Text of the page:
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Dozens of birds of prey were illegally shot, poisoned or trapped in the UK last year, conservationists have said.
The RSPB’s annual bird crime report found there were 108 confirmed incidents of bird of prey persecution in the UK in 2021, with 80 in England – the second highest year for the country after a surge of cases in 2020.
The confirmed incidents included 41 shootings or attempted shootings, 32 poisonings and 18 trapping incidents, along with other cases of persecution and illegal nest destruction.
A total of 91 birds of prey were affected, including 50 buzzards, 16 red kites, seven peregrines and three goshawks, as well as a hen harrier, white-tailed eagle, golden eagle, two sparrowhawks and a number of different owls.
The RSPB warned that annual totals in the report are only the tip of the iceberg and many killings of birds of prey go undetected and unreported.
All birds of prey are protected by law but they can be at risk from illegal persecution, including from some involved in gamebird shooting who see them as a threat to stocks of pheasants, partridge or grouse shot for sport, the charity said.
The wildlife charity wants England to follow Scotland’s lead and bring in licensing for driven grouse shoots, and is also calling for better regulation of pheasant and partridge shoots and more enforcement of existing rules to crack down on wildlife crime.
The report said that 71% of all confirmed incidents of raptor persecution were related to land managed for gamebird shooting.
Norfolk and Dorset – two lowlands areas dominated by pheasant and partridge shoots – recorded the highest number of incidents, with 13 and 12 respectively, while Yorkshire, which has grouse, pheasant and partridge shooting, was the third highest, with 10 incidents.
Five individuals were prosecuted in 2021 for offenses relating to bird of prey persecution, all of them gamekeepers, the report said.
The bird crime 2021 report also warned there has been a surge in detection of rat poison brodifacoum in birds of prey at well beyond lethal levels, suggesting the chemical is being misused to deliberately target the birds but is also posing a threat to wildlife, pets and the environment.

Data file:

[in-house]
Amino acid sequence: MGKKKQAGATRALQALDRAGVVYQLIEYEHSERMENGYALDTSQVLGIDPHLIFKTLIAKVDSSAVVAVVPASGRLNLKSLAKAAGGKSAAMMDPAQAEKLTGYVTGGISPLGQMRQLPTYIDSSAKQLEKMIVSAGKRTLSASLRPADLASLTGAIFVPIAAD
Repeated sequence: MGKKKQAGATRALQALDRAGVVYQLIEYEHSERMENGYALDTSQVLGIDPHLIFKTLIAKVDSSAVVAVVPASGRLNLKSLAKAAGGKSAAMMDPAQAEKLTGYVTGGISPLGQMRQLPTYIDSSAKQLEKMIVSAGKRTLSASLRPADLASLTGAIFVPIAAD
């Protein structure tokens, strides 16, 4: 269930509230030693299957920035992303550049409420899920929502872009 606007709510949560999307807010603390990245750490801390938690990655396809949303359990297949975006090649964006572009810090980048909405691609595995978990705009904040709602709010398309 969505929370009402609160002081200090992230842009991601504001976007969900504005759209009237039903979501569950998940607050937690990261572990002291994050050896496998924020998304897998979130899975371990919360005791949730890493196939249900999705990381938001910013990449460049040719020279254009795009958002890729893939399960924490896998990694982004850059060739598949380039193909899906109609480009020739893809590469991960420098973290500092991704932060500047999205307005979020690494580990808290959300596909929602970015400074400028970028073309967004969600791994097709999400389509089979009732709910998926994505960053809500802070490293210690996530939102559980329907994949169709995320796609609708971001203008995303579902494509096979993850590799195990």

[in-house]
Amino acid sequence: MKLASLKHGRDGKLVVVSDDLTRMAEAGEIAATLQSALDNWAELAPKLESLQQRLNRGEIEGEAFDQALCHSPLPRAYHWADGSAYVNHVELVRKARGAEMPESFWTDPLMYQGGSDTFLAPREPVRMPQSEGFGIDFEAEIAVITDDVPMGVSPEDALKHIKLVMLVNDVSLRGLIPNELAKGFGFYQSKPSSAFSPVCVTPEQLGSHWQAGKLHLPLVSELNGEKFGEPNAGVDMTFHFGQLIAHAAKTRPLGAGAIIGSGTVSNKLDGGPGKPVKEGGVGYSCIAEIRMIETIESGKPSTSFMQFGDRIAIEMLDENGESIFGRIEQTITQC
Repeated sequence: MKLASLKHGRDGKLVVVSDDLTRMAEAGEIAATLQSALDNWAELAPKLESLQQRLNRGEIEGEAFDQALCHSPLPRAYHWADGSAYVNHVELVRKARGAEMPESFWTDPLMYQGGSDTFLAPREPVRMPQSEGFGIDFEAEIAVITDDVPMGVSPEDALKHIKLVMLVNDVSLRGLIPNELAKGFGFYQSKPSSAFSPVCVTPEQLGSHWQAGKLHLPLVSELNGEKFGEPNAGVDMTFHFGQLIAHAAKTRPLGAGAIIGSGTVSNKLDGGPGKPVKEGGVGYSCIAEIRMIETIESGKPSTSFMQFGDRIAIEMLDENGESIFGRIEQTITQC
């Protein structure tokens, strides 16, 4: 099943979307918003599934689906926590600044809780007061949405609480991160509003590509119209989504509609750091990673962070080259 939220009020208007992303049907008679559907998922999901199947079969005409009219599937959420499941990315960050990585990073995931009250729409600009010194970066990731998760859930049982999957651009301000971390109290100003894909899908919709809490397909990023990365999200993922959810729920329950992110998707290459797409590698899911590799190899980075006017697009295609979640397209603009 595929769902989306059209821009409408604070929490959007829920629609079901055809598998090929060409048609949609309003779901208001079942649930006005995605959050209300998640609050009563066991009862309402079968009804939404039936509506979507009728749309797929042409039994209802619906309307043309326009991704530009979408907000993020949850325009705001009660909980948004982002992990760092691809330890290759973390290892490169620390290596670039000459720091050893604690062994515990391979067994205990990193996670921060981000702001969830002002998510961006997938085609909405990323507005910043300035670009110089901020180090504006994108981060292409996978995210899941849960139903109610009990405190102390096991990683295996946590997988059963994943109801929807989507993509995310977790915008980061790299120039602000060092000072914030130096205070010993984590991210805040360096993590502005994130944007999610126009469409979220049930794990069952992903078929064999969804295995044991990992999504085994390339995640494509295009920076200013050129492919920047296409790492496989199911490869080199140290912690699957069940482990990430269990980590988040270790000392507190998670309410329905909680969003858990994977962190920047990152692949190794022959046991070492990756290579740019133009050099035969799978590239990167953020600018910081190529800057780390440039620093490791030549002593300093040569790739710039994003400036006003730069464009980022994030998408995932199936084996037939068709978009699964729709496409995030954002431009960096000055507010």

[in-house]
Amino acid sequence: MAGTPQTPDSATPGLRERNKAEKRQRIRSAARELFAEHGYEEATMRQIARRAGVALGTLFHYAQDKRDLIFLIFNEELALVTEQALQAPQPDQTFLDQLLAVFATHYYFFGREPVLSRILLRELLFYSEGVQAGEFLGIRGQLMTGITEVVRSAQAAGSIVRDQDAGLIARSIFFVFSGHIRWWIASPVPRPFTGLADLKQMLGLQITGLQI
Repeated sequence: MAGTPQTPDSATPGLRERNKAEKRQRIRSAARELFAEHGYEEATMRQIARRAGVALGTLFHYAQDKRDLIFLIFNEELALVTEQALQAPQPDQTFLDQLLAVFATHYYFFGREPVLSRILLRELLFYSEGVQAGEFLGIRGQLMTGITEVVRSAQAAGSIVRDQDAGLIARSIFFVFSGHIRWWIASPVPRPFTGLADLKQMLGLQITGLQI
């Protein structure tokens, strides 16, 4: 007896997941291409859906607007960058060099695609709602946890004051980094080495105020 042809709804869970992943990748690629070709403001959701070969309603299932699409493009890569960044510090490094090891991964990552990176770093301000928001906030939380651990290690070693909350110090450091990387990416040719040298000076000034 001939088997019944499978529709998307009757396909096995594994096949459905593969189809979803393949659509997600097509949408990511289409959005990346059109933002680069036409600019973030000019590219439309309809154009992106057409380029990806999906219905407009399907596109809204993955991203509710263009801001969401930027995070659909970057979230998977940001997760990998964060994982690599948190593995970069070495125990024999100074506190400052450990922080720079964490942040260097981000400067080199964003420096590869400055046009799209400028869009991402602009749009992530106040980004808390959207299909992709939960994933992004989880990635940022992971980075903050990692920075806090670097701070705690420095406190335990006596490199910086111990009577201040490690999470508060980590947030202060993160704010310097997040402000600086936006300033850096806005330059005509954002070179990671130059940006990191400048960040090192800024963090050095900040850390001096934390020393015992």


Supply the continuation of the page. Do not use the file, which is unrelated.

A rare white-tailed eagle, part of a release scheme on the Isle of Wight to bring back the once-extinct birds of prey to England, was discovered in Dorset with seven times the lethal dose of brodifacoum, the RSPB said.
Among the confirmed incidents described in the report was a golden eagle found poisoned, lying beside a dead hare laced with the same banned pesticide on a grouse shooting estate in Scotland.
In Wales, RSPB officers assisted North Wales Police in investigating a poisoned red kite and a shot buzzard and found 18 toxic pesticides, many of which are banned, stored on a pheasant shooting estate.
And a “mass grave” of at least 11 buzzards and four red kites was found down a well on a pheasant shoot in Wiltshire, the report said.
Mark Thomas, RSPB head of investigations UK, said: “The data in this report clearly show that raptor persecution remains at a sustained high level, especially in England, with over two thirds of the incidents connected to land managed for gamebird shooting.
“The illegal shooting, trapping and poisoning of birds of prey has no place in modern society.
“In a nature and climate emergency, the deliberate destruction of protected species for financial gain is completely devastating and unacceptable.”
Beccy Speight, RSPB chief executive, added: “The evidence shows that the illegal persecution of birds of prey – which is time and time again linked to gamebird shooting – is holding back the recovery of some key species.
“This year’s bird crime report is another reminder of the appalling methods deployed by some, and why there is a need for swift and effective change in our countryside.”
A spokesperson for the Environment Department (Defra) said: “We recognize the importance of tackling wildlife crime, which is why we have doubled funding for the National Wildlife Crime Unit to over £1.2 million for the next three years – supporting them to provide intelligence and advice to police forces to protect these precious animals.”
They added that Defra was considering all the recommendations of a UN report requested by the department on wildlife crime.
Adrian Blackmore, a director of the Countryside Alliance, said: “There is no excuse for the illegal killing of any bird of prey, and we unreservedly condemn all such acts and have a zero tolerance policy towards any such incident.
“While many reports of such persecution have proven to be false, the illegal killing of birds of prey continues to be carried out by a small minority of irresponsible individuals who must be condemned.”